The Edmonton area’s benchmark apartment vacancy rate climbed last year to 7.2% from 4.9% in 2018, hitting the highest level since economic crashes in the mid-1990s and early 1980s.
The number of purpose-built rental units rose 2,223 in 2019 as developers brought twice as many suites onto the market as the year before, Canada’s national housing agency reported Jan. 28.
The only major market in Canada with a higher rate is Regina at 7.5%. Calgary stands at 6.6% while the national rate is 3.2%.
“Slower rental demand due to weaker economic conditions and lower migration combined with higher rental supply resulted in an increase in the vacancy rate in the Edmonton CMA,” CMHC’s Edmonton senior analyst Christian Arkilley said.
Despite the spike in vacancies, rent costs remained unchanged at $1,153 a month. But the average rent for suites that went on the market in the last two years was $1,513, resulting in a 12% vacancy rate.
Edmonton's CN Tower sold for $10 cash plus assumed debt. (Google Earth)
The latest CMHC data was released after Edmonton’s city council approved a $22.9-million grant program to encourage developers to add more residential units in the downtown core. Developers can qualify for a tax freeze until 2027 if they start this year on projects worth at least $10 million and including a minimum of 50 dwellings.
Mayor Don Iveson said in a video posted on Twitter that the grants are a “shot of hope” for downtown that will create jobs and boost the number of people living in the city’s core at a time when the pandemic has made lenders nervous about funding projects.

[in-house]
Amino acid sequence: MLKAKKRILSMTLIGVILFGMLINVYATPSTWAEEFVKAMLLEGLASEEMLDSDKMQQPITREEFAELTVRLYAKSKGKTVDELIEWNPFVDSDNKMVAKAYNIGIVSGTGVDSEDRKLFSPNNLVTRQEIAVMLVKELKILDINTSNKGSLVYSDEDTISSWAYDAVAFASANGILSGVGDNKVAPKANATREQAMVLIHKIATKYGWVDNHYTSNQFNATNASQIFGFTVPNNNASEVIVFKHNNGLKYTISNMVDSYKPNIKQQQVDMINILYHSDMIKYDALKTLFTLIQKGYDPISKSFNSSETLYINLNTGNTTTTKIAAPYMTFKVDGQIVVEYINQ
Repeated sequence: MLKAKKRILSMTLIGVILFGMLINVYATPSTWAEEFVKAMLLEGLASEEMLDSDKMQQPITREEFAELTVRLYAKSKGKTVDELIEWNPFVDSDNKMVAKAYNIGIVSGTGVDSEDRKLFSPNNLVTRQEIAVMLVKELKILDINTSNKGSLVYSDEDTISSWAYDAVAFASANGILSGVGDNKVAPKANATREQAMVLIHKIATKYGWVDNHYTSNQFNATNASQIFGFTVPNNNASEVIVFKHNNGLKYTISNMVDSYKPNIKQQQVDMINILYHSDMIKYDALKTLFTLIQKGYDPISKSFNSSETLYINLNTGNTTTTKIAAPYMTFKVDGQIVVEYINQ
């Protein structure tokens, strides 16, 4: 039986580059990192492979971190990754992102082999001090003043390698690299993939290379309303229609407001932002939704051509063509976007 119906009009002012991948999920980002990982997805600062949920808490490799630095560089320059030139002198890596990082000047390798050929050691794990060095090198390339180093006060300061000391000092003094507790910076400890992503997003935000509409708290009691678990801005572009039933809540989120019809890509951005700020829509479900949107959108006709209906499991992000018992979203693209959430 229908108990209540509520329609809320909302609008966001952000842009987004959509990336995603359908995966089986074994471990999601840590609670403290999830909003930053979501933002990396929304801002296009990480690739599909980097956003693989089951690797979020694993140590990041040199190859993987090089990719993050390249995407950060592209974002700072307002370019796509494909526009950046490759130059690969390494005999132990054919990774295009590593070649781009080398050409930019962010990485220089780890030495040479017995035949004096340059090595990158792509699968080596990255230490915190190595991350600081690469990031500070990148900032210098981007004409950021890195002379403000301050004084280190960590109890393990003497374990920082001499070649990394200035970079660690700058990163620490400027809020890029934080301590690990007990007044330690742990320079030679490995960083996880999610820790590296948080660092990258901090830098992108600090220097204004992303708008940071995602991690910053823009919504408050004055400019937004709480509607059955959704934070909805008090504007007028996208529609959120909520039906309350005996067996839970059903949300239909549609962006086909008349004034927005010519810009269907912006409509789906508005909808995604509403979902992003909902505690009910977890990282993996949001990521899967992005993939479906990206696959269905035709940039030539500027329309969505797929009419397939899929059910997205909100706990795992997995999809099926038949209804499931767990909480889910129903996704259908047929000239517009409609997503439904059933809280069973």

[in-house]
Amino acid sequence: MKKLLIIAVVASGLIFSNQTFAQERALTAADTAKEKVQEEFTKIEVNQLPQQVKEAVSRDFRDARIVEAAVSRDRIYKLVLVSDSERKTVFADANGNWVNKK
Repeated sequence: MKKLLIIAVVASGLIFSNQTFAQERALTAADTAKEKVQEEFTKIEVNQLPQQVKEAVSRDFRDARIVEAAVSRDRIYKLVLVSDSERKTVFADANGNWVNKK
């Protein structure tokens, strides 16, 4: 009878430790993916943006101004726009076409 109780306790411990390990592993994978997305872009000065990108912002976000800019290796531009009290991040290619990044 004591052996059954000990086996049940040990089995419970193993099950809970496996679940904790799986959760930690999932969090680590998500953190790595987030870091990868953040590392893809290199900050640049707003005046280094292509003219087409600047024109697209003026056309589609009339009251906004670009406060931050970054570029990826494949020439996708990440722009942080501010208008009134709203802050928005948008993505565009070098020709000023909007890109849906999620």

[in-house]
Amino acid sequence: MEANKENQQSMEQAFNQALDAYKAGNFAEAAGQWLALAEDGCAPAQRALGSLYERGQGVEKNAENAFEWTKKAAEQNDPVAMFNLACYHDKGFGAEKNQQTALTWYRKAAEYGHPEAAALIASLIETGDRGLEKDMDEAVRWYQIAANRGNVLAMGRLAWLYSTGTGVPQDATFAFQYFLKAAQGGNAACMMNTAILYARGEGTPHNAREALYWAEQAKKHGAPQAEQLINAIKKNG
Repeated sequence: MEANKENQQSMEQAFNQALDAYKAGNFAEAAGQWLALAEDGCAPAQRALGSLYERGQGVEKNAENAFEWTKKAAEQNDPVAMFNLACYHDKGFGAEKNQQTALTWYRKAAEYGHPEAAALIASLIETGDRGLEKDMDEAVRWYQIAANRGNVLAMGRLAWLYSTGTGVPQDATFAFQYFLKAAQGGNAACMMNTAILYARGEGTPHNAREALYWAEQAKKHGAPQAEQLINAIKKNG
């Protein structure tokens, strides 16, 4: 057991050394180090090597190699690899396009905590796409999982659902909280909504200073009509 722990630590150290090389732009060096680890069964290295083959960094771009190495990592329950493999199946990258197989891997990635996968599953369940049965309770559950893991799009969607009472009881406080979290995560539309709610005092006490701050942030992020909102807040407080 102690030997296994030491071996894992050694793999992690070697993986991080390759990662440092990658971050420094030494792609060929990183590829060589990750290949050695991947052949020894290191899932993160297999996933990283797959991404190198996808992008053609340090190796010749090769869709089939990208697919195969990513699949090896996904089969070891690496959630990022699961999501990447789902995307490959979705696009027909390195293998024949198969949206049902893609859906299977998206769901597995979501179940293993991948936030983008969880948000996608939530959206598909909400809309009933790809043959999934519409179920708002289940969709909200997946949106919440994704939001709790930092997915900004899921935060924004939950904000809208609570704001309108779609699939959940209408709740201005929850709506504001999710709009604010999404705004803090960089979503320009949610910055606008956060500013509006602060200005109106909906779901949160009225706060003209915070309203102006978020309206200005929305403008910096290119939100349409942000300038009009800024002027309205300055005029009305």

On the commercial real estate front, Colliers reported that a record-setting 518,000 sq. ft. of office space was not absorbed by the market last year, raising the vacancy rate from 16% in the first quarter to 17.9% by the end of 2019. Stantec Tower alone accounted for an additional 100,000 sq. ft. coming onto the market.
Developers had warned as early as 2015 that a surge in downtown office construction would lead to a glut of space in older buildings.
That oversupply is showing in recent sales of the 26-storey CN tower in downtown Edmonton for $10 cash and assumption of a $64.1 million debt and the purchase of Canadian Western Bank Plaza for $96.4 million in cash and assumed debt.
“We are seeing office towers selling for $100 per square foot, or even just for the land value if they have a lot of vacancies. Values have really come down over the past five years,” Joel Andreson of Avison Young evaulation services told Western Investor.